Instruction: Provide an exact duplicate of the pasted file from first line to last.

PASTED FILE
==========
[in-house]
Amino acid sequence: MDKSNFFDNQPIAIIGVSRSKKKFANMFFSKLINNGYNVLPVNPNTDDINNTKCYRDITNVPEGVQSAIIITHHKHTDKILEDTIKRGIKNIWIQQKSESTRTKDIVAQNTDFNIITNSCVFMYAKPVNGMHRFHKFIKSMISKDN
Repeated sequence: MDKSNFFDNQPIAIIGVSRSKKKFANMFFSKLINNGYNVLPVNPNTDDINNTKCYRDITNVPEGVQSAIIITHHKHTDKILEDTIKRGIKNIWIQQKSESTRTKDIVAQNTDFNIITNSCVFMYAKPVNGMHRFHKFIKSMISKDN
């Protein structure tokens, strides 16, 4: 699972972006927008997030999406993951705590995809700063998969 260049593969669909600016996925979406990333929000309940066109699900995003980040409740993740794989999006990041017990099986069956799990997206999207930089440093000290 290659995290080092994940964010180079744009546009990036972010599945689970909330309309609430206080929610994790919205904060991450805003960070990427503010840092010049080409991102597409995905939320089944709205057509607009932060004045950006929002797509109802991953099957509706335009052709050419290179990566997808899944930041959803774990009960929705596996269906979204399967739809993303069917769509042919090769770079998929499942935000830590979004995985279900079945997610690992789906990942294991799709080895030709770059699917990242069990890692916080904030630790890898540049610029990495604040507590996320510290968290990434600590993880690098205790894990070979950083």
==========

[in-house]
Amino acid sequence: MDKSNFFDNQPIAIIGVSRSKKKFANMFFSKLINNGYNVLPVNPNTDDINNTKCYRDITNVPEGVQSAIIITHHKHTDKILEDTIKRGIKNIWIQQKSESTRTKDIVAQNTDFNIITNSCVFMYAKPVNGMHRFHKFIKSMISKDN
Repeated sequence: MDKSNFFDNQPIAIIGVSRSKKKFANMFFSKLINNGYNVLPVNPNTDDINNTKCYRDITNVPEGVQSAIIITHHKHTDKILEDTIKRGIKNIWIQQKSESTRTKDIVAQNTDFNIITNSCVFMYAKPVNGMHRFHKFIKSMISKDN
């Protein structure tokens, strides 16, 4: 699972972006927008997030999406993951705590995809700063998969 260049593969669909600016996925979406990333929000309940066109699900995003980040409740993740794989999006990041017990099986069956799990997206999207930089440093000290 290659995290080092994940964010180079744009546009990036972010599945689970909330309309609430206080929610994790919205904060991450805003960070990427503010840092010049080409991102597409995905939320089944709205057509607009932060004045950006929002797509109802991953099957509706335009052709050419290179990566997808899944930041959803774990009960929705596996269906979204399967739809993303069917769509042919090769770079998929499942935000830590979004995985279900079945997610690992789906990942294991799709080895030709770059699917990242069990890692916080904030630790890898540049610029990495604040507590996320510290968290990434600590993880690098205790894990070979950083």